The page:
Drama to explore stereotypes

Student-written and directed ‘Social Disease’ to open today

Contributing Writer
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Social Disease: A Devised Project, grew organically out of its cast members’ experiences with stereotypes, societal privileges, and identity issues.

For the past few months, the six-member cast met and discussed different life experiences and stereotypes they had seen.

“We’ve spoken on [stereotypes], come to conclusions on how we could fix them or how they should be represented in society,” cast member William Tolliver, ’14, said.

The devised nature of the show pushed the cast to be both self-reflexive and critical of the larger societal structures at work.

“You start with a group of actors…and you share an idea with the actors. You do exercises, have conversations, readings, and talk about different things to form an original show,” said co-director and co-writer Katie Beck, ’14.

The seed of the project began with Beck at the beginning of the fall semester when she wanted to write a show based around white, male and heterosexual privilege.

In order to encourage the flow of ideas, Beck and co-creator, Blair Hartman, ’14, had the cast participate in theater exercises, such as improvisations and free writes – asking questions such as “What makes you a racist?” The heavy flow of ideas did get the ball rolling, but wasn’t always an easy process.

“Our cast is made up of people with a lot of different identities and so I found that I was comparing myself to other people. It was healthy for the group. We offered our souls,” said cast member Emily Cherry, ’14.

The cast’s discussion of heavy and sometimes emotionally-charged topics encouraged the development of a close-knit bond between the cast.

“In order to have a strong devised piece of theatrical work you need to have a strong bond between the actors and especially on a sensitive subject like this, dealing with privileges and identities,” Beck said.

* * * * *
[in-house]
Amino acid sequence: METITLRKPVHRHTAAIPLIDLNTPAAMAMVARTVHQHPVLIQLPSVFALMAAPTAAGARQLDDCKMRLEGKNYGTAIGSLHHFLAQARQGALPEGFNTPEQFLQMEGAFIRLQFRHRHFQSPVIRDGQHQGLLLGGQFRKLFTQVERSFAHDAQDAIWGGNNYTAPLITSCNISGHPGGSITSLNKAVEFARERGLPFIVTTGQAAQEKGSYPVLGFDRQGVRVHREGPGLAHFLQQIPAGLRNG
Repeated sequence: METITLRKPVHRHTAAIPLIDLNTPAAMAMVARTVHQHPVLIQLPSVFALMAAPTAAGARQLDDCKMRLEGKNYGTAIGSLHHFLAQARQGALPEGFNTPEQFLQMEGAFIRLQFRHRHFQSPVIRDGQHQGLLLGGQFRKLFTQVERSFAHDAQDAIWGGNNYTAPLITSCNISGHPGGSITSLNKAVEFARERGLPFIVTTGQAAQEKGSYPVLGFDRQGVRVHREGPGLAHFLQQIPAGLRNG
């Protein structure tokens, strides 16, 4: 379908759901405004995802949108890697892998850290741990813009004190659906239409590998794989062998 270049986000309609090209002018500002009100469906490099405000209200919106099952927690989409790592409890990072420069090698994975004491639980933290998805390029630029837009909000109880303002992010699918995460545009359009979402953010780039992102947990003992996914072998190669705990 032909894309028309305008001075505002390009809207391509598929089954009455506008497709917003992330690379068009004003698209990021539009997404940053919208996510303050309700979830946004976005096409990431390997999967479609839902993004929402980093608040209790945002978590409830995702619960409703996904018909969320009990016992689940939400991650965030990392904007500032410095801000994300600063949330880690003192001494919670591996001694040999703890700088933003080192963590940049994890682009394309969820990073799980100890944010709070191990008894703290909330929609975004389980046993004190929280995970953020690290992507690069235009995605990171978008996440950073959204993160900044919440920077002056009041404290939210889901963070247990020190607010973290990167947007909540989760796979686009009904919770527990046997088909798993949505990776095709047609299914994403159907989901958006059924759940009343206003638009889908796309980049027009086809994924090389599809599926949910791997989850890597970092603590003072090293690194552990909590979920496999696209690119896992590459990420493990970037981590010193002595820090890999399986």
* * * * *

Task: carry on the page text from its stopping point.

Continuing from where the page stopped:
In addition to privilege and identity, role reversal is one of the production’s major themes.

Typical instances of male, white and straight privilege are depicted in the play and then overturned.

“We depict the opposite of [those privileges] in our scenes to sort of reflect how silly it is, and how ridiculous it is, that anyone would have any kind of privilege based on those aspects of their identity,” Cherry said.

But Beck soon realized she couldn’t write a show around privileges unrelated to her own experiences.

“I thought, ‘I can’t do a reversal of those privileges when I’m not even a male, I’m not even gay. I can’t write about things I don’t know about,'” Beck said.

Beck approached fellow theater major Hartman in October about a possible collaborative devised piece about issues of diversity and privilege.

“The devising process is so interesting and engrossing,” added cast member Lilian Gooden, ’14. “For the first several weeks our rehearsals weren’t rehearsing anything, we were just getting together and getting to know each other…free writing, and really talking about our experiences concerning diversity, or lack thereof.”

Many of the diverse topics examined in this piece come from the cast members’ real experiences.

“Building up to this, we’re all from different backgrounds and to sit in room and share your viewpoint and not have to worry about any criticisms or judgement,” said Tolliver. “It’s really mind blowing, since nobody sits down and talks about these issues.”

The inclusion of cast experience places the actors not only upon the stage but also into the very fabric of the vignettes.

“These are our stories actually, they’ve been dramatized and worked into different works of fiction, but this is us,” Gooden said. “This play’s us.”

Social Disease: A Devised Project, co-directed and co-written by Beck and Hartman, features six cast members and used 12 vignettes to explore issues of societal privilege. Shows will take place in the Arter basement Friday and Saturday at 8 p.m.